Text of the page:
The paragraph in the text is treated more fully in "Aristocracy," in Lectures and Biographical Sketches.

The following is from the lecture sheets:—

"The persons generally most praised and esteemed are not those whom I most value; for the world is not receptive or intelligent of Being, but of Intellect. But heroes are they who value being. Being cannot be told, but is left alone, not only because little appreciated, but that its influence is silent and quiet. The world is awed before the great and is subdued without knowing why."

Page 313, note 1. "Whenever Heaven sends a great man into the world, it whispers the secret to one or two confidants."—Lecture sheets.

Page 313, note 2. When it is remembered that the Self-Reliance which Mr. Emerson taught is on the sublimated self, the individual giving passage to the universal Soul, it is seen that both positions, the haughty courage of the hero and the renunciation of all choice by the saint, are one. Each loses himself to save himself.

Page 314, note 1. This sentence followed in the lecture: "Does any one say, Who cares for these conceited minorities?—the study of greatness! of the masters! the great are exceptional. Yes, but every man is exceptional."

Page 317, note 1. This passage appears somewhat differently in the journal of 1864:—

"The Spectator says of the three obituary notices of Thackeray Page  433 by Dickens, Trollope and Kingsley, only Dickens's is equal to the subject; the others strain to write up, and fail. It was said lately of Goethe's correspondence with the Duke of Weimar that the Duke's letters are the best. The experience is familiar day by day, that of two persons, one of character and one of intellect, character will rule and intellect must bow. It is interesting in Goethe's case because of his patronizing tone to all the world."

Page 320, note 1. Here, perhaps, belongs a sheet from the lecture: "The first fact is the long hidden one, that the world is as we are. If we bring to it a sound body and mind, it is full of joy and power, and is plastic like wax in our hands; if we come to it morbid and vicious, it torments and tyrannizes over us."

Page 320, note 2. The human and hopeful feeling towards mankind appears here:—

"I wish such statements only as are friendly and respectful to every man. Every law, custom, revolution is agreeable to me which treats him kindly and considerately. I wish him magnified. Let ages and nations look to their own. Every age has its object and symbol. So has every man. Why not then every epoch of our life its own; and a man should journey thro' his own Zodiac of signs. I wish the days to be great."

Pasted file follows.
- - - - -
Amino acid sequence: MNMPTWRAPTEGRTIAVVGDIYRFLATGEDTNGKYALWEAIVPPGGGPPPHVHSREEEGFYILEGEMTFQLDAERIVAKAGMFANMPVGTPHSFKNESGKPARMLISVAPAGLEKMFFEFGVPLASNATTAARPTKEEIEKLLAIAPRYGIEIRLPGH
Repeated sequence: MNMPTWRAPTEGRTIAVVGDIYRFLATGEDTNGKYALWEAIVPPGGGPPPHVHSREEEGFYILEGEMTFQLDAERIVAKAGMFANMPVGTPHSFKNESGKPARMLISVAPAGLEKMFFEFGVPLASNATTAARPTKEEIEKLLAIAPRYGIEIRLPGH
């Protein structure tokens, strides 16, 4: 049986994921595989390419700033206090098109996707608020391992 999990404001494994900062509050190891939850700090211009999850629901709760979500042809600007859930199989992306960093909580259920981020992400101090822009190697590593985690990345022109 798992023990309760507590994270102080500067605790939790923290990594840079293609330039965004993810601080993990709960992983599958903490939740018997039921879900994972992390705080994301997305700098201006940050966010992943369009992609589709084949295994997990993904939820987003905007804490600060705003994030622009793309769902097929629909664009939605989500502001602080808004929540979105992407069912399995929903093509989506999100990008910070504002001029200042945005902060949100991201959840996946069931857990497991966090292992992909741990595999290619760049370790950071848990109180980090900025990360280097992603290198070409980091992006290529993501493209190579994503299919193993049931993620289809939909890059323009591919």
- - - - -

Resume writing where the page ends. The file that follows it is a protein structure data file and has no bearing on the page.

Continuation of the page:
The following sheets, which once did duty in the lecture "Success," may be added here:—

"For events are, not as the brute circumstance that falls, but as the life which they fall upon. The atoms of matter are plastic enough, for they are of us and we of them, and carbon and azote, mountain and planet, play one tune with man and mind.

"Why we can reach so far to the planets and sun with our short arms, is because we have a pocket edition of the whole. Page  434 Your brain is timed with the sea-tide, has agreements with the sun.

"Understanding and love are the powers of a reasonable creature; and the last exists to be communicated; and is the only thing that is really in our power to bestow; and is moreover the noblest good that can be given; and deserves the greatest retribution that can be made. And our principal care must be to confer it wisely or well,—to confer it only on that which deserves it all, and can repay it. We thought we were equals of Jove, when we learned to be Stoics; but here is a new greatness. The passages of affection in life are an enlargement once for all. Nobility lies under it. It is an exchange of nobleness. We are easily great with our friend. In unlocking to us another heart and mind, it unlocks our own heart and mind in a wonderful manner."